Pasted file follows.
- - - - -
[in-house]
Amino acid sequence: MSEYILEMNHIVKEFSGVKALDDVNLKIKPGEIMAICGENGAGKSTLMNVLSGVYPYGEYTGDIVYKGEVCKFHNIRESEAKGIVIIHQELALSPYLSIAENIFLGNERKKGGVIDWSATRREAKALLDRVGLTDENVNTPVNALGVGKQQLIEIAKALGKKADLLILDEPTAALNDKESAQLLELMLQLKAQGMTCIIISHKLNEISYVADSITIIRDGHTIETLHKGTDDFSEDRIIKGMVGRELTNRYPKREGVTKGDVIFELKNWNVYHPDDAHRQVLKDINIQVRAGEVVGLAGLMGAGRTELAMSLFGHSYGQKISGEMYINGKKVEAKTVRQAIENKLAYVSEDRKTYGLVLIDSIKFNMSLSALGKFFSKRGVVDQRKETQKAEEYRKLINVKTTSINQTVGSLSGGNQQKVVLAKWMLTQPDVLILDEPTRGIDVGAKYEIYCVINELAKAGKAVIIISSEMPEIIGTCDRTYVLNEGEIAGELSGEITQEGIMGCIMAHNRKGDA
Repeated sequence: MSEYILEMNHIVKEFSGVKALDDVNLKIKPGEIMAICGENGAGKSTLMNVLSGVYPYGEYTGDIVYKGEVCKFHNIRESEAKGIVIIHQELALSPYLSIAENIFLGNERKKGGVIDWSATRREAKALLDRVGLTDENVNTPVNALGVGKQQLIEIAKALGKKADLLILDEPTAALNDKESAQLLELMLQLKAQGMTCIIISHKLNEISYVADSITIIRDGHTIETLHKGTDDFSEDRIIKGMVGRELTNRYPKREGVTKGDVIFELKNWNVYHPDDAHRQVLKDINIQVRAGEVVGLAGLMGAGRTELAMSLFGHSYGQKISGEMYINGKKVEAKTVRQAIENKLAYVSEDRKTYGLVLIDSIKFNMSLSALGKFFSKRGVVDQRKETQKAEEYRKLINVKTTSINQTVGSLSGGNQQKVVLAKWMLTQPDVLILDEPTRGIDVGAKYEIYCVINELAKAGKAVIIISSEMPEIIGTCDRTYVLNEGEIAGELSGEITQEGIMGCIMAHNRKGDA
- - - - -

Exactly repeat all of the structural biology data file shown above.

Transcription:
[in-house]
Amino acid sequence: MSEYILEMNHIVKEFSGVKALDDVNLKIKPGEIMAICGENGAGKSTLMNVLSGVYPYGEYTGDIVYKGEVCKFHNIRESEAKGIVIIHQELALSPYLSIAENIFLGNERKKGGVIDWSATRREAKALLDRVGLTDENVNTPVNALGVGKQQLIEIAKALGKKADLLILDEPTAALNDKESAQLLELMLQLKAQGMTCIIISHKLNEISYVADSITIIRDGHTIETLHKGTDDFSEDRIIKGMVGRELTNRYPKREGVTKGDVIFELKNWNVYHPDDAHRQVLKDINIQVRAGEVVGLAGLMGAGRTELAMSLFGHSYGQKISGEMYINGKKVEAKTVRQAIENKLAYVSEDRKTYGLVLIDSIKFNMSLSALGKFFSKRGVVDQRKETQKAEEYRKLINVKTTSINQTVGSLSGGNQQKVVLAKWMLTQPDVLILDEPTRGIDVGAKYEIYCVINELAKAGKAVIIISSEMPEIIGTCDRTYVLNEGEIAGELSGEITQEGIMGCIMAHNRKGDA
Repeated sequence: MSEYILEMNHIVKEFSGVKALDDVNLKIKPGEIMAICGENGAGKSTLMNVLSGVYPYGEYTGDIVYKGEVCKFHNIRESEAKGIVIIHQELALSPYLSIAENIFLGNERKKGGVIDWSATRREAKALLDRVGLTDENVNTPVNALGVGKQQLIEIAKALGKKADLLILDEPTAALNDKESAQLLELMLQLKAQGMTCIIISHKLNEISYVADSITIIRDGHTIETLHKGTDDFSEDRIIKGMVGRELTNRYPKREGVTKGDVIFELKNWNVYHPDDAHRQVLKDINIQVRAGEVVGLAGLMGAGRTELAMSLFGHSYGQKISGEMYINGKKVEAKTVRQAIENKLAYVSEDRKTYGLVLIDSIKFNMSLSALGKFFSKRGVVDQRKETQKAEEYRKLINVKTTSINQTVGSLSGGNQQKVVLAKWMLTQPDVLILDEPTRGIDVGAKYEIYCVINELAKAGKAVIIISSEMPEIIGTCDRTYVLNEGEIAGELSGEITQEGIMGCIMAHNRKGDA